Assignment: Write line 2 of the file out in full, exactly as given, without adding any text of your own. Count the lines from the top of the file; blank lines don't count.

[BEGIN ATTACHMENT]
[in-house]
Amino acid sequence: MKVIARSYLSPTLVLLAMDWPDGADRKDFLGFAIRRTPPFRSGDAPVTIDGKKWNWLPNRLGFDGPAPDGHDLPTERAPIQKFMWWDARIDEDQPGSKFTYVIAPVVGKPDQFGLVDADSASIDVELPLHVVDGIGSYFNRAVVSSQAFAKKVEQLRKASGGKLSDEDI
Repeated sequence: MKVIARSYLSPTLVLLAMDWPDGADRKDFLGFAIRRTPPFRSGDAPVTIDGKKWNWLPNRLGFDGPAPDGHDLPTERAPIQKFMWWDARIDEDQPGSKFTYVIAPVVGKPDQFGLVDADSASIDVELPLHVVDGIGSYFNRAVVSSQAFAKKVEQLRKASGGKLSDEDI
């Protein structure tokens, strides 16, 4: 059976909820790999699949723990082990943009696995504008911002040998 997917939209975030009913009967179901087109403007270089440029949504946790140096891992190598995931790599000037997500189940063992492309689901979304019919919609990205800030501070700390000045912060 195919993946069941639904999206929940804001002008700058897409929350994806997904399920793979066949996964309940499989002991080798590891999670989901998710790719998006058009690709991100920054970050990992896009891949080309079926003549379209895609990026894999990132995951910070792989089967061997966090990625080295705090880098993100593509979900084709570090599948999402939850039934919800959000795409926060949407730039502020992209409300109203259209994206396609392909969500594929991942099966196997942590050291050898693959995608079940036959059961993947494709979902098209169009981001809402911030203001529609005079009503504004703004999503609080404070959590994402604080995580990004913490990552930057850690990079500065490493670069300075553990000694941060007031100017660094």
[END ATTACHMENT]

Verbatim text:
Amino acid sequence: MKVIARSYLSPTLVLLAMDWPDGADRKDFLGFAIRRTPPFRSGDAPVTIDGKKWNWLPNRLGFDGPAPDGHDLPTERAPIQKFMWWDARIDEDQPGSKFTYVIAPVVGKPDQFGLVDADSASIDVELPLHVVDGIGSYFNRAVVSSQAFAKKVEQLRKASGGKLSDEDI